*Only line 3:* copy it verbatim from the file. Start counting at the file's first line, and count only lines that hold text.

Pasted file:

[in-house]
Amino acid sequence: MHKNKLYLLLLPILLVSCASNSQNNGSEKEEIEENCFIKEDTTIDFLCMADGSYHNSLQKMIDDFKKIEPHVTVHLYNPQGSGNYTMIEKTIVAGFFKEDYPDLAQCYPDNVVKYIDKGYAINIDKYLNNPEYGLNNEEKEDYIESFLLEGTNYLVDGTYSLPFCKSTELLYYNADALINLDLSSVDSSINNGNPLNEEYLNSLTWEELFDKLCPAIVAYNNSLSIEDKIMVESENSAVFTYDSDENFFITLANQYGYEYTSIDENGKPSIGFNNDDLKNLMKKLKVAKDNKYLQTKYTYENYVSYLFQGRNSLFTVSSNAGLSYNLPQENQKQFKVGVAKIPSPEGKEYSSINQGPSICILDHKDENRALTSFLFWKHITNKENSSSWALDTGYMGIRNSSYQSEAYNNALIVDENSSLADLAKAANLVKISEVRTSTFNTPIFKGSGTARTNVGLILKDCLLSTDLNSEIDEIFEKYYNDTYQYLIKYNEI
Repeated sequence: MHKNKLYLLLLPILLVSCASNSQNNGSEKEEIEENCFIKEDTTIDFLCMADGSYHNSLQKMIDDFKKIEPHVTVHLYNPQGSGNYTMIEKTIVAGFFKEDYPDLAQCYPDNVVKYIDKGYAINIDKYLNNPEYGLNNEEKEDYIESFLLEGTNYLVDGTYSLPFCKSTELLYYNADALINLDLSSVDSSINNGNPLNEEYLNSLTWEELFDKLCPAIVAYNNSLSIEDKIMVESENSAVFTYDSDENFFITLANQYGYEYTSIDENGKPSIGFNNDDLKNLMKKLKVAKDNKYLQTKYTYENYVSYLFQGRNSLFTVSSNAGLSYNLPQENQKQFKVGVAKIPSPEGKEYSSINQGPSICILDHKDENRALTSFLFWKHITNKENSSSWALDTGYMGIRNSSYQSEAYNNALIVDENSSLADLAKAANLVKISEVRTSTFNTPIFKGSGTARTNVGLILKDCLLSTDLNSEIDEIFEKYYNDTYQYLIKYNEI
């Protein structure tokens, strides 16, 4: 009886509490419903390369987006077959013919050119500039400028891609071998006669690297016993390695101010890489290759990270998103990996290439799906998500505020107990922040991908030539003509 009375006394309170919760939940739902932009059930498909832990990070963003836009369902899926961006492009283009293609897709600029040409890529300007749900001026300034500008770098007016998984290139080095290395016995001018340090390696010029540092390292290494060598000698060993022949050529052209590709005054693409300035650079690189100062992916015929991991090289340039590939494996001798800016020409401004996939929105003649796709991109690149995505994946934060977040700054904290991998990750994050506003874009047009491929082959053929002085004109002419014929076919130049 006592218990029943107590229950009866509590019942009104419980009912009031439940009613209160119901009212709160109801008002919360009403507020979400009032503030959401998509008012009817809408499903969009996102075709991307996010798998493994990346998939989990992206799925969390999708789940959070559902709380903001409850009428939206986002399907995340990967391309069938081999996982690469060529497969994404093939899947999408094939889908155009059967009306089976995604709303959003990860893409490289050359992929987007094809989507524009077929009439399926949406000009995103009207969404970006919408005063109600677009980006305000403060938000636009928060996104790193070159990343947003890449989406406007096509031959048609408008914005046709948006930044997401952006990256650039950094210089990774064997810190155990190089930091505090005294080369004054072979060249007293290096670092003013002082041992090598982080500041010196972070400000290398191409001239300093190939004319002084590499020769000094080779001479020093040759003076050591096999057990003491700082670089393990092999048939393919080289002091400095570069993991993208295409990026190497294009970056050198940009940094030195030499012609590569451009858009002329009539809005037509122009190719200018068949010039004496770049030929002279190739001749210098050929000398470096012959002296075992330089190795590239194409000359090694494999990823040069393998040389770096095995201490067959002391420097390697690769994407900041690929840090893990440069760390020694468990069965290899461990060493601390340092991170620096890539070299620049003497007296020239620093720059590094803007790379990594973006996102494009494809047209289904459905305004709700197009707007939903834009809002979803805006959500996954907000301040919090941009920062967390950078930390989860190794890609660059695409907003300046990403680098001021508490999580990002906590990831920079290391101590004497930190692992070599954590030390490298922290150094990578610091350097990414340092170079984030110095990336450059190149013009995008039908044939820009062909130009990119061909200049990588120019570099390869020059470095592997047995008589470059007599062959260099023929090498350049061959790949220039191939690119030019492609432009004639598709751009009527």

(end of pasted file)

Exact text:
Repeated sequence: MHKNKLYLLLLPILLVSCASNSQNNGSEKEEIEENCFIKEDTTIDFLCMADGSYHNSLQKMIDDFKKIEPHVTVHLYNPQGSGNYTMIEKTIVAGFFKEDYPDLAQCYPDNVVKYIDKGYAINIDKYLNNPEYGLNNEEKEDYIESFLLEGTNYLVDGTYSLPFCKSTELLYYNADALINLDLSSVDSSINNGNPLNEEYLNSLTWEELFDKLCPAIVAYNNSLSIEDKIMVESENSAVFTYDSDENFFITLANQYGYEYTSIDENGKPSIGFNNDDLKNLMKKLKVAKDNKYLQTKYTYENYVSYLFQGRNSLFTVSSNAGLSYNLPQENQKQFKVGVAKIPSPEGKEYSSINQGPSICILDHKDENRALTSFLFWKHITNKENSSSWALDTGYMGIRNSSYQSEAYNNALIVDENSSLADLAKAANLVKISEVRTSTFNTPIFKGSGTARTNVGLILKDCLLSTDLNSEIDEIFEKYYNDTYQYLIKYNEI